In addition to visiting Smith Rock State Park in Terrebonne (near Redmond), we also made a few trips into Bend. We walked about three miles of Bend’s one-of-a-kind Deschutes River Walk trail through the Old Mill District. It’s hard to believe that this area of town was a vast industrial landscape of lumber mills and factories not twenty years ago. Now, this stretch of the Deschutes River is home to restaurants, galleries and nature preserves full of people walking, jogging, biking, kayaking, tubing, and even surfing.
In the summer time, river floaters pack the waterway. Unlike the North Umpqua river where I grew up, the tubing here gets all organized ‘n’ stuff. There’s even a shuttle to take you from the end of the float back to the start point/ parking lot. Down on the Umpqua, we’ve always had to do the two-car shuffle to get our float on.
There’s even a “Dog E Rest Stop,” presumably for your furry companion…and everyone in Bend seems to have at least one of those!
Remember the surfing I mentioned earlier? Wondering how that all works? Well, it helps to have a “whitewater park,” as it’s called. It’s basically an area of the river that’s set up to divert water over an underwater formation that creates a constant wave in the middle of the river. In case you were wondering, tubers are diverted around the waves. Bummer dude.
Ok. Where else can you ride your bike to REI, buy a kayak, paddle across the river to a major craft brewery (Deschutes), sip on a taster tray, then paddle back to your bike at REI, all within the span of about a half mile?
For the better part of a century, two competing mills dominated each of the banks of the Deschutes. The lumber’s long gone, but the original structures remain, now serving a very different purpose.
What visit to Bend would be complete without a visit to the High Desert Museum? Well, apparently every trip to Bend I’d ever had prior to this one given that this was my very first time visiting the acclaimed museum.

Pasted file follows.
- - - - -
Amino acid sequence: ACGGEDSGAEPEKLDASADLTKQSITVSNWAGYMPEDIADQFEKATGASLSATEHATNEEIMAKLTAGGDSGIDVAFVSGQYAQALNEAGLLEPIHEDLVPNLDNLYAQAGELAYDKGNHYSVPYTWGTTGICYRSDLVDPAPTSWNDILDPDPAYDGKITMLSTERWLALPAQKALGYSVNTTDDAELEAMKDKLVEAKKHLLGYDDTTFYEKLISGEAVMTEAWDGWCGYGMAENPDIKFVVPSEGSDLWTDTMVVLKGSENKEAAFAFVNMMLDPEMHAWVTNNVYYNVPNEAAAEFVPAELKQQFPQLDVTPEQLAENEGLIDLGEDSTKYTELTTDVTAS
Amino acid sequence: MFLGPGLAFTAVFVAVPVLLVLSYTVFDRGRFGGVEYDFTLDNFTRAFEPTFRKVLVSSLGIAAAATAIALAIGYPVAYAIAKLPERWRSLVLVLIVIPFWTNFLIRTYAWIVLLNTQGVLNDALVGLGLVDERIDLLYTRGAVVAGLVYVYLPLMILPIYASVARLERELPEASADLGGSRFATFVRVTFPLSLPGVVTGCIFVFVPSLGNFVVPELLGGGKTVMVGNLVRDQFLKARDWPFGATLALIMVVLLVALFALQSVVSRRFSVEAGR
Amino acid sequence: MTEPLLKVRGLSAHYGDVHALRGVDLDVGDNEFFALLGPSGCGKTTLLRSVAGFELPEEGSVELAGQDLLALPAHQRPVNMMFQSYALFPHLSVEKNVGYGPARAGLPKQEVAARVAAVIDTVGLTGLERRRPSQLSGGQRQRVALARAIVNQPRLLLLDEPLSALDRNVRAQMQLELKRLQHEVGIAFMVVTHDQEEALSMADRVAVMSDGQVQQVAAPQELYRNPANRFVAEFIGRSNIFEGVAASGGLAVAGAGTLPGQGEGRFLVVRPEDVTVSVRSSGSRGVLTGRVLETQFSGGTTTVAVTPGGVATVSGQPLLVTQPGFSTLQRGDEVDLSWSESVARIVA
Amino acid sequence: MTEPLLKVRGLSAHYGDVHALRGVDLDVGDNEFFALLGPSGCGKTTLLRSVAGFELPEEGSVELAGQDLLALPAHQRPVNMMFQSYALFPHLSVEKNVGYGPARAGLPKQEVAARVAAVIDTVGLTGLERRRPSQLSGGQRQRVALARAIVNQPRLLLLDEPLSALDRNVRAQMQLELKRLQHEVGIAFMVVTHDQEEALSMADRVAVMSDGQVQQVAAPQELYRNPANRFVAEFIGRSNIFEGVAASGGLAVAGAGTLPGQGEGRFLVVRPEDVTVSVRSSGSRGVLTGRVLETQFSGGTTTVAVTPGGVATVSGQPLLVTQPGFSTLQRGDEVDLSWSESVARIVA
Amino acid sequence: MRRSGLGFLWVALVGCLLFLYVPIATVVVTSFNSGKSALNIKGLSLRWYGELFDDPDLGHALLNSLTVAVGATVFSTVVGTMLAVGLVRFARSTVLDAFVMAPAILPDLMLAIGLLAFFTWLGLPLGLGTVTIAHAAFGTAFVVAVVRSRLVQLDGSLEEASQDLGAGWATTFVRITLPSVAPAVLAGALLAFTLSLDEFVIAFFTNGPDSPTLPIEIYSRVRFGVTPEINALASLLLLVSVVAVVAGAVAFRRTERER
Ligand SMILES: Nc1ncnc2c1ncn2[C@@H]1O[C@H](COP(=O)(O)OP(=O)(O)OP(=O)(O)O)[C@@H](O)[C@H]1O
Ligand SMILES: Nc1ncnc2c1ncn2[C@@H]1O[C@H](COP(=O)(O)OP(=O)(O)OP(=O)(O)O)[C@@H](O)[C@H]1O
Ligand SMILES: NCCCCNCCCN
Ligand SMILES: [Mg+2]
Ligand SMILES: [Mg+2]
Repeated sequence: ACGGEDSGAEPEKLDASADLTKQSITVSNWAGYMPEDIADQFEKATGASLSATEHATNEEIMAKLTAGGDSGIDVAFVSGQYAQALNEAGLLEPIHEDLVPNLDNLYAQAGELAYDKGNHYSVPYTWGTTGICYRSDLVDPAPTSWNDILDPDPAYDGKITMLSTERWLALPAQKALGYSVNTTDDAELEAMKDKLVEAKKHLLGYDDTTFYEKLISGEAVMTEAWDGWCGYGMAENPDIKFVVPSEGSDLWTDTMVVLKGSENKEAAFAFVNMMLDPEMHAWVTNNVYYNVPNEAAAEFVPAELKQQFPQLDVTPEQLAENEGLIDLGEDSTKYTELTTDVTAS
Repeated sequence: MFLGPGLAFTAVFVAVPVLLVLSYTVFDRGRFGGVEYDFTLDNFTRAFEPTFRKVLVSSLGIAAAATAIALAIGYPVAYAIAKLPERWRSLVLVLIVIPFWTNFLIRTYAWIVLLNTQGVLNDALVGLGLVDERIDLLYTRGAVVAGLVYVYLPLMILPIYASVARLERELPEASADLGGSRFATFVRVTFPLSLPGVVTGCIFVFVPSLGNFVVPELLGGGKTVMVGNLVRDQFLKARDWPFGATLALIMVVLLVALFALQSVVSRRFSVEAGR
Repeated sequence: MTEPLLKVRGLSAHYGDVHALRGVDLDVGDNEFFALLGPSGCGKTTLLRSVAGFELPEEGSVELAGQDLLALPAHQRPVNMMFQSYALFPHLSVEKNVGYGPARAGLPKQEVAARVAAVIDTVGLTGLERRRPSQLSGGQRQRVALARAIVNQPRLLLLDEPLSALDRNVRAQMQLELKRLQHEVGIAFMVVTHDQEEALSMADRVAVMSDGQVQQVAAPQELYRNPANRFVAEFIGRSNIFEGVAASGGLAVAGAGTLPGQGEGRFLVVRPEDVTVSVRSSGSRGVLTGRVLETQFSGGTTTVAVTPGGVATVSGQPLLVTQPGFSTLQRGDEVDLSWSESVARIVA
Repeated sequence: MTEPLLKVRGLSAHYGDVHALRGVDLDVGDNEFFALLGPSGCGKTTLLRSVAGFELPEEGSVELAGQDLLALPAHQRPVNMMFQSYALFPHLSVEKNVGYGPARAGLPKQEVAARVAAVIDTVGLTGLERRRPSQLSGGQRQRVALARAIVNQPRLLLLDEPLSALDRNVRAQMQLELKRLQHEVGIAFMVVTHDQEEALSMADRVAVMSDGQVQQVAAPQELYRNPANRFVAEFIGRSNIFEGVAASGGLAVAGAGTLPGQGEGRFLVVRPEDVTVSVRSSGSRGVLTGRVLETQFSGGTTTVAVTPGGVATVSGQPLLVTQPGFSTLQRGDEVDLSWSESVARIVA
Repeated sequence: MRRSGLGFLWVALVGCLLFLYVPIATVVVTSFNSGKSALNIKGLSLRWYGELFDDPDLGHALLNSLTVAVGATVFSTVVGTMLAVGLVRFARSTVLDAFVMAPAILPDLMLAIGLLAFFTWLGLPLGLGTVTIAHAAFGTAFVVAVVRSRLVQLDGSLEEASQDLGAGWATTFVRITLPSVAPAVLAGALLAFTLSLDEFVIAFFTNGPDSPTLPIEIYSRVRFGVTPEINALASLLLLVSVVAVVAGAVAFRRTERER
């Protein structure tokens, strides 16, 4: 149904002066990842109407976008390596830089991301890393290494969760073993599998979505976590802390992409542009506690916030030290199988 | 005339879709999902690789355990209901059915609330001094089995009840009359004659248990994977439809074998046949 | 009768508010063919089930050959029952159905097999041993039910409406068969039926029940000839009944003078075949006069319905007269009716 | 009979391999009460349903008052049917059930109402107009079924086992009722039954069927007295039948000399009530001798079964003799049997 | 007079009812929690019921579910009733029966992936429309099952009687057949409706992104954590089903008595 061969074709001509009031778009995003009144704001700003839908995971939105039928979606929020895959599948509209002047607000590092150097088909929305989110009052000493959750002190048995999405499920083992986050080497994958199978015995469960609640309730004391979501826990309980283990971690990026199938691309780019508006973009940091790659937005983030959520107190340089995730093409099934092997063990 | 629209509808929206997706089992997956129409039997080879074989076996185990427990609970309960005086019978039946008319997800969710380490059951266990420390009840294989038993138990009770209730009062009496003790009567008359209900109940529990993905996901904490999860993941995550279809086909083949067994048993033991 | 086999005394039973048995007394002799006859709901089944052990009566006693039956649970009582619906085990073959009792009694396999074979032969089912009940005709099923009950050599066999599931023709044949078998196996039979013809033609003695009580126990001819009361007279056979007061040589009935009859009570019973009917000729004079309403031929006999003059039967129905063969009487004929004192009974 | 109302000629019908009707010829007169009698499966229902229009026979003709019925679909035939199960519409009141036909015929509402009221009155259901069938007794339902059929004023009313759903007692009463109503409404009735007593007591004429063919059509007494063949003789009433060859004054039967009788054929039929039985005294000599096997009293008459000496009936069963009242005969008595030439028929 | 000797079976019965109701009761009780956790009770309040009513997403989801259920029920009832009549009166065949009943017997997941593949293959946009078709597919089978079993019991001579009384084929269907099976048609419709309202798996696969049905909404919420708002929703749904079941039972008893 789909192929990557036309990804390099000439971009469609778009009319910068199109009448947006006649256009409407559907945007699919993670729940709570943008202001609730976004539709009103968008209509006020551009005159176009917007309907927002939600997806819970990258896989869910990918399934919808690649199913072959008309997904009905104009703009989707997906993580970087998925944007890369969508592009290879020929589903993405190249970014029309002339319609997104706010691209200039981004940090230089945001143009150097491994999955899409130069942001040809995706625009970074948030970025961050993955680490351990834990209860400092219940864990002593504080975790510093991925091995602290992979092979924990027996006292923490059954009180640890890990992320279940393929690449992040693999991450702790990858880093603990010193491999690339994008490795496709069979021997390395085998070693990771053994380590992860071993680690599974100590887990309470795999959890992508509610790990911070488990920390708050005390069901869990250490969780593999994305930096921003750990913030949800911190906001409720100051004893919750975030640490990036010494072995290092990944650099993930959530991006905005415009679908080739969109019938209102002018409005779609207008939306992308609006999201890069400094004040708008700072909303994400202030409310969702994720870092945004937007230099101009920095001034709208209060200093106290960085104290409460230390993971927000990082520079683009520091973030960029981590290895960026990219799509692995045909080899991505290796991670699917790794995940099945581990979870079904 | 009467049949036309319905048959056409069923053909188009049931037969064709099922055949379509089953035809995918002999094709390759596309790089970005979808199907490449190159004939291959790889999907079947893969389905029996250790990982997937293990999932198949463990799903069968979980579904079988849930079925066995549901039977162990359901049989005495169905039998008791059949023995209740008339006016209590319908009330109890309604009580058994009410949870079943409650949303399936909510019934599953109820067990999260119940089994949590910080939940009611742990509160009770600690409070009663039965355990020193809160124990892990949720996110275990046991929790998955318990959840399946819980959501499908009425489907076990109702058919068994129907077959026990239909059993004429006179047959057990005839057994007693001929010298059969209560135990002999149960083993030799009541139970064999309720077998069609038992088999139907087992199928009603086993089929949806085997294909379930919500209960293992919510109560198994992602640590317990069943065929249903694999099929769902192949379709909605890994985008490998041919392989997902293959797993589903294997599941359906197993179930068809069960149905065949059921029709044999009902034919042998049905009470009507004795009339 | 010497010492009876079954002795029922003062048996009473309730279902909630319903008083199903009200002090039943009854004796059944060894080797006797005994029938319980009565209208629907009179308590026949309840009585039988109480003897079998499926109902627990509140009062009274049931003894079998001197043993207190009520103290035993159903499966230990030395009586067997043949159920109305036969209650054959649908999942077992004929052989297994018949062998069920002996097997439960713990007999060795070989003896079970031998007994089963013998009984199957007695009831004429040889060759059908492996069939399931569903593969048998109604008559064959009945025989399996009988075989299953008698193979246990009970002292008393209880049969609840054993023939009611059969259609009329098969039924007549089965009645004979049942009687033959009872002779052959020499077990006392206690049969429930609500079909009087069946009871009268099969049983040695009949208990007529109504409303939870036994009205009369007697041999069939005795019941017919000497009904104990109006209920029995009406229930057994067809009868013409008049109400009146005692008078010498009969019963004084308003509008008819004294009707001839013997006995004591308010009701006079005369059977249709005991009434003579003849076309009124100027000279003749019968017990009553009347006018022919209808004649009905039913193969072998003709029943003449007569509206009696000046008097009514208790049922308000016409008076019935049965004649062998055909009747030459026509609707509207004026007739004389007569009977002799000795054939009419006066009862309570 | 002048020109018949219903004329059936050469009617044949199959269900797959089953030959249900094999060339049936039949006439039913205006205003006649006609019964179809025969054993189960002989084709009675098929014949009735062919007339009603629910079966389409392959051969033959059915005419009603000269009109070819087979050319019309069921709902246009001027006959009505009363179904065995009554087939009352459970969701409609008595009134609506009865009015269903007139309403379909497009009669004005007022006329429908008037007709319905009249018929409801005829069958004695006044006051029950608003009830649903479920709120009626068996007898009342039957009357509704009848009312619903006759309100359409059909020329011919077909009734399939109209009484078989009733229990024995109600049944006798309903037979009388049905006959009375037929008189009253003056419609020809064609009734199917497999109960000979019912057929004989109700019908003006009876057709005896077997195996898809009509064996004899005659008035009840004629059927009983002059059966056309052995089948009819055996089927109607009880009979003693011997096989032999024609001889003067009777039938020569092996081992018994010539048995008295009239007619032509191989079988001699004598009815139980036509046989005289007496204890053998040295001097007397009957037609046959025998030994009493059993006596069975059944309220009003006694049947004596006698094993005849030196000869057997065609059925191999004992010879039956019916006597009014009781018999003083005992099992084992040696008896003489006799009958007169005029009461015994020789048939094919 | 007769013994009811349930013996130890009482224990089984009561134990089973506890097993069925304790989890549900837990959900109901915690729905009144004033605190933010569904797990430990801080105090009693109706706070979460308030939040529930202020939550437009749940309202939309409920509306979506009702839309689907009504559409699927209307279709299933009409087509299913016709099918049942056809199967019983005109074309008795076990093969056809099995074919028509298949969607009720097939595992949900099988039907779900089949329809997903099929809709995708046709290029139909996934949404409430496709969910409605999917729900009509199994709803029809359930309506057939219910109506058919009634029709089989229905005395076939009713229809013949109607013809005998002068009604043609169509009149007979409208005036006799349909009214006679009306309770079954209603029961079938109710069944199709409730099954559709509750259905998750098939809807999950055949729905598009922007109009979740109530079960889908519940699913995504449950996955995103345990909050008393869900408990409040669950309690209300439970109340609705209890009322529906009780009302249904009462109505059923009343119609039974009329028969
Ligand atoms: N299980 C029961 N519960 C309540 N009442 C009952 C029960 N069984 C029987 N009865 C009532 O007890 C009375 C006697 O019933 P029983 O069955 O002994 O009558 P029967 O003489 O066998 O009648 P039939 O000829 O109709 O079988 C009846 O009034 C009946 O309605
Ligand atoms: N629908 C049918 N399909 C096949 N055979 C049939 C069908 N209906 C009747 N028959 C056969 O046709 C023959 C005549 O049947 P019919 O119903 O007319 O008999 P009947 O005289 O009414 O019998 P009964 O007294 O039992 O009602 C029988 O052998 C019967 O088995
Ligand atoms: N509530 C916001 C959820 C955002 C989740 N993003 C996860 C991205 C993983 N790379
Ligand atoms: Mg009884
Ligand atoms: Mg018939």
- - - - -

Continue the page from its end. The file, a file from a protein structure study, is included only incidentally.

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On that note, I present to you a touching sculpture of mother and colt…just don’t actually touch it! It’s made entirely out of barbed wire. Apparently the sculptor went through quite a few pairs of gloves putting that piece together. Only in the high desert, folks.
The High Desert Museum is definitely worth a visit and is packed with interesting exhibits and activities. There were scheduled nature walks, and a porcupine demonstration. But the highlight was when we were all corralled into a large room and one of the docents let a rescued Barn Owl loose for about twenty minutes.
And if crazy flying Barn Owls and barbed wire art doesn’t get you going, perhaps the bright yellow vintage 1919 Caterpillar will.
The tractor is part of an outdoor living history exhibit where a handful of dedicated actors populate a recreated mill and homestead. I generally cringe at the thought of “living history” exhibits, particularly when the actors are really into their character and are pushing you to play along with them, but this was actually pretty informative and well done.
So, we’re going to end the post on a poignant note — a photograph I found particularly striking in the museum.
You may remember the story of Celilo Falls (which, by the way my wretched auto-correction likes to change to “Cello Falls”–oh how I loathe you, auto-correction) from last year’s post on the Columbia River Gorge–center of commerce and trade for the people of the Pacific Northwest for around 15,000 years erased from the face of the earth on one day in 1957.
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Well, anyway, here’s a photo from 1940. There’s a lot going on in this photo that the caption doesn’t even begin to capture.
First of all, that’s not just any sleek-looking locomotive, but the M-10002 “City of Portland” diesel-electric streamliner, the second diesel locomotive ever built AND the only train ever to make the trip from Los Angeles to New York City in just 57 hours–a feat that has never been topped by any train since. On this day in 1940, this train represented the peak of technological advancement.
Second, that’s not any spot on the Columbia River, but the spot — Wyam, or Celilo Falls. And in the foreground, a delegation presumably from either the local Chinookan or Sahaptian-speaking peoples, offering a salmon — the most revered and prized of all North American fish — to the engineer of the “City of Portland.”
For better or worse, this one photo magnificently captures a hugely significant moment — the final pages of one chapter of human history, and the first pages of the next.
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